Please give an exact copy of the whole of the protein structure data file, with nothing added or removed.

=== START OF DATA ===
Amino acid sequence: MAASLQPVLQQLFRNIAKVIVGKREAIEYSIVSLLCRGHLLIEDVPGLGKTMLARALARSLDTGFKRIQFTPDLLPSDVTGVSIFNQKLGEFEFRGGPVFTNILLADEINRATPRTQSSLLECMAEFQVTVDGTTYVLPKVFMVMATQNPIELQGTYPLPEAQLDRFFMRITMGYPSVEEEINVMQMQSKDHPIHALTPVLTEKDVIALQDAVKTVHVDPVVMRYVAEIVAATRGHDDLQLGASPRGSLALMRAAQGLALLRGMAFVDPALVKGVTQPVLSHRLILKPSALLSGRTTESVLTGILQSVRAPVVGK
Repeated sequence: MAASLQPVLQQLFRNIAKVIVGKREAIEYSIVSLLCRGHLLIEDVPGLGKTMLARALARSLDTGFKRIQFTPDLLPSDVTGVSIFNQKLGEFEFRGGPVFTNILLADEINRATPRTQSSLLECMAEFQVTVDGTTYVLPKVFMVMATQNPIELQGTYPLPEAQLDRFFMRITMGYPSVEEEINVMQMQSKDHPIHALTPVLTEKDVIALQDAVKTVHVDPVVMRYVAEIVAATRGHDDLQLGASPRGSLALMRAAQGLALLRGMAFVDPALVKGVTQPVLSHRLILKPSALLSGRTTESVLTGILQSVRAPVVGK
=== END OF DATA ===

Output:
Amino acid sequence: MAASLQPVLQQLFRNIAKVIVGKREAIEYSIVSLLCRGHLLIEDVPGLGKTMLARALARSLDTGFKRIQFTPDLLPSDVTGVSIFNQKLGEFEFRGGPVFTNILLADEINRATPRTQSSLLECMAEFQVTVDGTTYVLPKVFMVMATQNPIELQGTYPLPEAQLDRFFMRITMGYPSVEEEINVMQMQSKDHPIHALTPVLTEKDVIALQDAVKTVHVDPVVMRYVAEIVAATRGHDDLQLGASPRGSLALMRAAQGLALLRGMAFVDPALVKGVTQPVLSHRLILKPSALLSGRTTESVLTGILQSVRAPVVGK
Repeated sequence: MAASLQPVLQQLFRNIAKVIVGKREAIEYSIVSLLCRGHLLIEDVPGLGKTMLARALARSLDTGFKRIQFTPDLLPSDVTGVSIFNQKLGEFEFRGGPVFTNILLADEINRATPRTQSSLLECMAEFQVTVDGTTYVLPKVFMVMATQNPIELQGTYPLPEAQLDRFFMRITMGYPSVEEEINVMQMQSKDHPIHALTPVLTEKDVIALQDAVKTVHVDPVVMRYVAEIVAATRGHDDLQLGASPRGSLALMRAAQGLALLRGMAFVDPALVKGVTQPVLSHRLILKPSALLSGRTTESVLTGILQSVRAPVVGK